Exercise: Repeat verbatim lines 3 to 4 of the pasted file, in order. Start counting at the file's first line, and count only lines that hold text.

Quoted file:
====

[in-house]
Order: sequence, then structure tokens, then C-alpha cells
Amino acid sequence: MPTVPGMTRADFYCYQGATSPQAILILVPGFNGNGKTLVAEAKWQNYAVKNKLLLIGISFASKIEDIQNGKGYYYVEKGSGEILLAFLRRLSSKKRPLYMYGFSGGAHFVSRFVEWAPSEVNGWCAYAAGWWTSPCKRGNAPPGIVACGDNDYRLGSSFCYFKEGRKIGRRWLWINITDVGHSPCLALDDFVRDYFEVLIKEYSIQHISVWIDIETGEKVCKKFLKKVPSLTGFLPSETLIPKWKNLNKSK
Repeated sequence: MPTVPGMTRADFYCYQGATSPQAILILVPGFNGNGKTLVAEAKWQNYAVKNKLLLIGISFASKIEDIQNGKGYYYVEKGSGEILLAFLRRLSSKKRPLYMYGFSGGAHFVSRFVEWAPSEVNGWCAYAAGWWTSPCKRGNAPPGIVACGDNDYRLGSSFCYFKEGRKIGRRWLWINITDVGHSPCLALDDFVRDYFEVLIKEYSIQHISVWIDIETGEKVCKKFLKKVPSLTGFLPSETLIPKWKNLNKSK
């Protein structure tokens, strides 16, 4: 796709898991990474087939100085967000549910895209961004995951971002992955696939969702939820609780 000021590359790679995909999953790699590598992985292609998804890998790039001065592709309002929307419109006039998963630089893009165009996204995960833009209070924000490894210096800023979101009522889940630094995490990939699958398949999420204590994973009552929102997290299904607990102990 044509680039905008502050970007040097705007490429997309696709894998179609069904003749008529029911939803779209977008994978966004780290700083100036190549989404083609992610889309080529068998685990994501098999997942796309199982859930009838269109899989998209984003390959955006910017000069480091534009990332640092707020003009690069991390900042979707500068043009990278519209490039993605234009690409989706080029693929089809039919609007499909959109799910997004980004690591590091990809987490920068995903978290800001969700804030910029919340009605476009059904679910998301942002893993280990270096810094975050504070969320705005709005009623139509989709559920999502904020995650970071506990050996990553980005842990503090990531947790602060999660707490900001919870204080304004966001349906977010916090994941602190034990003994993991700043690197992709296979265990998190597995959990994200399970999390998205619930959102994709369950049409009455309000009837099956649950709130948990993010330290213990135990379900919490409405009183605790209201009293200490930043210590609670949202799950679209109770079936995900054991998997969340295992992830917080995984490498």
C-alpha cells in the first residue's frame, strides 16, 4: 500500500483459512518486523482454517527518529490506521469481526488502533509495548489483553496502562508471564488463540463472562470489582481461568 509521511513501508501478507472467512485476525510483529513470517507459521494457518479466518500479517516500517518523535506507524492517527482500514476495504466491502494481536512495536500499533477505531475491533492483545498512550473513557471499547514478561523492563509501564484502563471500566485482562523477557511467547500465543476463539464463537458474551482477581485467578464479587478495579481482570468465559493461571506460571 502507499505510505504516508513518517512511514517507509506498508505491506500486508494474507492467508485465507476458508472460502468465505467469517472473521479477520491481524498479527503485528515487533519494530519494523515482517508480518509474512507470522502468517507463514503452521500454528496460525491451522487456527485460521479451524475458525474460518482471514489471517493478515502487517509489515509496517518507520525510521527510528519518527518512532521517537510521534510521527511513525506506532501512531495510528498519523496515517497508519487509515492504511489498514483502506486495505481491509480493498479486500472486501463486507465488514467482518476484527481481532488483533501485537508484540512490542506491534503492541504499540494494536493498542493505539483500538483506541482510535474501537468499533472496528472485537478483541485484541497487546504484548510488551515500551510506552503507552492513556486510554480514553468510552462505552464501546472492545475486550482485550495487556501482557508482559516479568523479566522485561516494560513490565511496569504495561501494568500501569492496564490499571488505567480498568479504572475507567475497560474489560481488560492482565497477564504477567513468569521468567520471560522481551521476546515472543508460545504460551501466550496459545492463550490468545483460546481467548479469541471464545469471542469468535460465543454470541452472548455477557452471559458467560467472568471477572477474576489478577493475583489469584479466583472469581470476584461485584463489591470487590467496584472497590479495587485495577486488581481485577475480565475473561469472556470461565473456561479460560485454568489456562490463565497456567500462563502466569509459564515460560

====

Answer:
Amino acid sequence: MPTVPGMTRADFYCYQGATSPQAILILVPGFNGNGKTLVAEAKWQNYAVKNKLLLIGISFASKIEDIQNGKGYYYVEKGSGEILLAFLRRLSSKKRPLYMYGFSGGAHFVSRFVEWAPSEVNGWCAYAAGWWTSPCKRGNAPPGIVACGDNDYRLGSSFCYFKEGRKIGRRWLWINITDVGHSPCLALDDFVRDYFEVLIKEYSIQHISVWIDIETGEKVCKKFLKKVPSLTGFLPSETLIPKWKNLNKSK
Repeated sequence: MPTVPGMTRADFYCYQGATSPQAILILVPGFNGNGKTLVAEAKWQNYAVKNKLLLIGISFASKIEDIQNGKGYYYVEKGSGEILLAFLRRLSSKKRPLYMYGFSGGAHFVSRFVEWAPSEVNGWCAYAAGWWTSPCKRGNAPPGIVACGDNDYRLGSSFCYFKEGRKIGRRWLWINITDVGHSPCLALDDFVRDYFEVLIKEYSIQHISVWIDIETGEKVCKKFLKKVPSLTGFLPSETLIPKWKNLNKSK